Although I love our new home, I have been experiencing an emotion that I didn’t really know existed – seller’s remorse. We spent several years getting our previous home like we wanted it, so it is easy to look around at everything that needs to be done to the new one and wonder if moving was a mistake. I also feel some regret over leaving Mrs. J, even though she’s only five minutes away.
Turns out these feelings are fairly common, especially when parting with large items like houses and automobiles. A search engine provided me with some insight into what I’ve been feeling and what the repercussions of backing out of a sale might be. Here’s part of an article by Julie Garton-Good:
Before you make that “I’ve changed my mind” phone call and hear the screaming on the other end of the line, understand your legal obligations and penalties under the purchase agreement. Decide if you’re prepared to handle the worst case scenario and evaluate what you’ll be giving up if you do back out.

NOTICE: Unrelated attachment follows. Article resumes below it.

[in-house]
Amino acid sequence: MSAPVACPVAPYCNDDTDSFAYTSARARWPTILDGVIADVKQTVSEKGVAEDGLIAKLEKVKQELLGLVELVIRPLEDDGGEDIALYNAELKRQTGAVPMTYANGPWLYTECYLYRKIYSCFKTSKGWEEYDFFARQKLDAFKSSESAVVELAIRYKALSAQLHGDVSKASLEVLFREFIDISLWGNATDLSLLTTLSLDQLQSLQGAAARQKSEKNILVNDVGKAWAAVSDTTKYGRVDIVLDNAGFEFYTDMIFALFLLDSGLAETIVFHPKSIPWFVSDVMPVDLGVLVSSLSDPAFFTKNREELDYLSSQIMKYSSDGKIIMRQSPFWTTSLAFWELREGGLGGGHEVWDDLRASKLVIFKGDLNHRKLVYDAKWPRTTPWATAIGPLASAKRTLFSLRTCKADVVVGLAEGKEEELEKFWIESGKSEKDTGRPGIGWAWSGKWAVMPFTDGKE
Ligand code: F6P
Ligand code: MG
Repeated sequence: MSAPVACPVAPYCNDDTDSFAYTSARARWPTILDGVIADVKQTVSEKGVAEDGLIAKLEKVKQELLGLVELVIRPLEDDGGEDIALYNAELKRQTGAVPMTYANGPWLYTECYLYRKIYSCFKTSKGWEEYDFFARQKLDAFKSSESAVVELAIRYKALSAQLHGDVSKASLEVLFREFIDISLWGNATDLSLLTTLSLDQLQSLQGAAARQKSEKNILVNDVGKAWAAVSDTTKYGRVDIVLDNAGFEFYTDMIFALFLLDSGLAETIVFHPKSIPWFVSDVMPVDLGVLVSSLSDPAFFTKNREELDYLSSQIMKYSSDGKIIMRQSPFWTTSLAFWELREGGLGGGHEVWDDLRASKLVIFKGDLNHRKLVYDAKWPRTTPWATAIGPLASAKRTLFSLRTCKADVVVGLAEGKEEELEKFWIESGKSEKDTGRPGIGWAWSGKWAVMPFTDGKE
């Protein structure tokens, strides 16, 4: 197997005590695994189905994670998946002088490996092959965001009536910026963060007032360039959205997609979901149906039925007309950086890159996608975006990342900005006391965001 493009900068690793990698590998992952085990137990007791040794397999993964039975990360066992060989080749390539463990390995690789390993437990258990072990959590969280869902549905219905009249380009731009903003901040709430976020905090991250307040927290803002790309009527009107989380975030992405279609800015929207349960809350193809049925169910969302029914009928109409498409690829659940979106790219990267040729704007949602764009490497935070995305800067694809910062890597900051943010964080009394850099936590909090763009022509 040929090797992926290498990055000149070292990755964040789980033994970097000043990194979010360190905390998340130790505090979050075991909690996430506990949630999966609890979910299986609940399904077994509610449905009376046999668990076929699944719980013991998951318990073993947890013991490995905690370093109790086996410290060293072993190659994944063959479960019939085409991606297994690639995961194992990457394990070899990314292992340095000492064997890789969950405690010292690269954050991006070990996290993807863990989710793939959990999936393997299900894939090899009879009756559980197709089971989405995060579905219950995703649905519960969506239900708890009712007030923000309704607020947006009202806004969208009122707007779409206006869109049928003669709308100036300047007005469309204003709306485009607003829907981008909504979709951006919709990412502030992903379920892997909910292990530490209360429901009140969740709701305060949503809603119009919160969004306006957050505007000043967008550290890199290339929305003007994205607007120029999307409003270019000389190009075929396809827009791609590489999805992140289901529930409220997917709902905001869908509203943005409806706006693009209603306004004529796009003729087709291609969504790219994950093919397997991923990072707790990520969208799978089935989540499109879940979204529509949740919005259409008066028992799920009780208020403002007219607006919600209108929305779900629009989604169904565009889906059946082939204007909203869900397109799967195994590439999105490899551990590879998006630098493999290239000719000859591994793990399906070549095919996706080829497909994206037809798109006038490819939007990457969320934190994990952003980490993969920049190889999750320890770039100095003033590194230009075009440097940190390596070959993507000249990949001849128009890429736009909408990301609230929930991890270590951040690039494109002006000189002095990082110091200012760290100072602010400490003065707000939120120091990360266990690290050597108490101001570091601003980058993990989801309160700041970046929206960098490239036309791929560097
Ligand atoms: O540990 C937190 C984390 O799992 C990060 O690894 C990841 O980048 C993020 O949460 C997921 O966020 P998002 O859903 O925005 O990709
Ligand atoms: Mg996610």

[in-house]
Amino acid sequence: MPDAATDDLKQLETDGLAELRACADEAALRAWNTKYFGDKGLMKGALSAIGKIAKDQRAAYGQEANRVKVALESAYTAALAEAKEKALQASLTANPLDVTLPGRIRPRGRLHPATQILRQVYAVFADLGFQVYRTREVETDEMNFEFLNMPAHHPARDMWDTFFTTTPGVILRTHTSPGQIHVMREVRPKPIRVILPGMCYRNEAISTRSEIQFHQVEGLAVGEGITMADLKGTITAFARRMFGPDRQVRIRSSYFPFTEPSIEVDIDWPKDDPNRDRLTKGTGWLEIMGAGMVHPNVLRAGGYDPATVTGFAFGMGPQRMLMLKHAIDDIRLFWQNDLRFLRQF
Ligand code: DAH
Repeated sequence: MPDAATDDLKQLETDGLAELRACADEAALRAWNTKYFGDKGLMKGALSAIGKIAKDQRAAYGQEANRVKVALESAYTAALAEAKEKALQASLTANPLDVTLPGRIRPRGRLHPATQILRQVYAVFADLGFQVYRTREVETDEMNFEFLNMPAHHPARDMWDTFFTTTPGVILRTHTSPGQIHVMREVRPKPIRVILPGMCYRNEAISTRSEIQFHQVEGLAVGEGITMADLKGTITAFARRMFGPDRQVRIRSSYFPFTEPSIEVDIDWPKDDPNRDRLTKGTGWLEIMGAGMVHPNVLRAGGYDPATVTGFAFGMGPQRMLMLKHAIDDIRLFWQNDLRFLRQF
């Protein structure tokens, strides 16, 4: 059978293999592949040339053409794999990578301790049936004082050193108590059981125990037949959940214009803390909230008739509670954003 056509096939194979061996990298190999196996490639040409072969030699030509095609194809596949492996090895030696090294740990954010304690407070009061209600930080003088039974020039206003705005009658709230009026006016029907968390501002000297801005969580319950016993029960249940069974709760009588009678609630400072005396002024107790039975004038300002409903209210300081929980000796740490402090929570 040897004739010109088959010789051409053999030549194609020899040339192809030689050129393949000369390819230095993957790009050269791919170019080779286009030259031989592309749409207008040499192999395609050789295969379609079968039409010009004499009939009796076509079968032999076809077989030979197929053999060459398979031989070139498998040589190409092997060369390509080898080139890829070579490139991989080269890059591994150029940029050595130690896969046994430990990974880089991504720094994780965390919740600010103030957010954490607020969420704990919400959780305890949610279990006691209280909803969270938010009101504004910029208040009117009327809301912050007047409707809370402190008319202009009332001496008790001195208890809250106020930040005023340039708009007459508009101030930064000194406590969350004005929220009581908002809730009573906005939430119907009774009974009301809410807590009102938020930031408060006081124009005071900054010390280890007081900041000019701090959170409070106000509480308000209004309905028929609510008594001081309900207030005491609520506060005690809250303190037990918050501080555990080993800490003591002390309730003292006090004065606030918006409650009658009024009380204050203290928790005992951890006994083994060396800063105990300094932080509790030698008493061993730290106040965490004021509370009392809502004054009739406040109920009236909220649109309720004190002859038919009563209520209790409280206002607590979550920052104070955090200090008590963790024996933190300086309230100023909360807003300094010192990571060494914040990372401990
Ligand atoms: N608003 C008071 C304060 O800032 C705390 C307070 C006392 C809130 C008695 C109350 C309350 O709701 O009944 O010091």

First of all, understand that getting cold feet is normal for both sellers and buyers. Usually this malady hits buyers first, in part because they’re writing the check for the earnest money deposit, applying for the loan–things that deal directly with parting with money.
Sellers, on the other hand, usually have a major case of cold feet when they start to make arrangements for moving or when they start to pack things up. And, unfortunately, this is often late in the transaction, causing the buyer’s response to be anything but understanding. That’s why it’s very important to know what recourse the buyer could have against you if you don’t complete the sale.
After listing all of the legal and financial obligations that a remorseful seller might encounter if they cave into their feelings, Julie concludes her informative article with some direct advice:
If nothing else, this should be enough to convince you to complete the sale and move on with your life.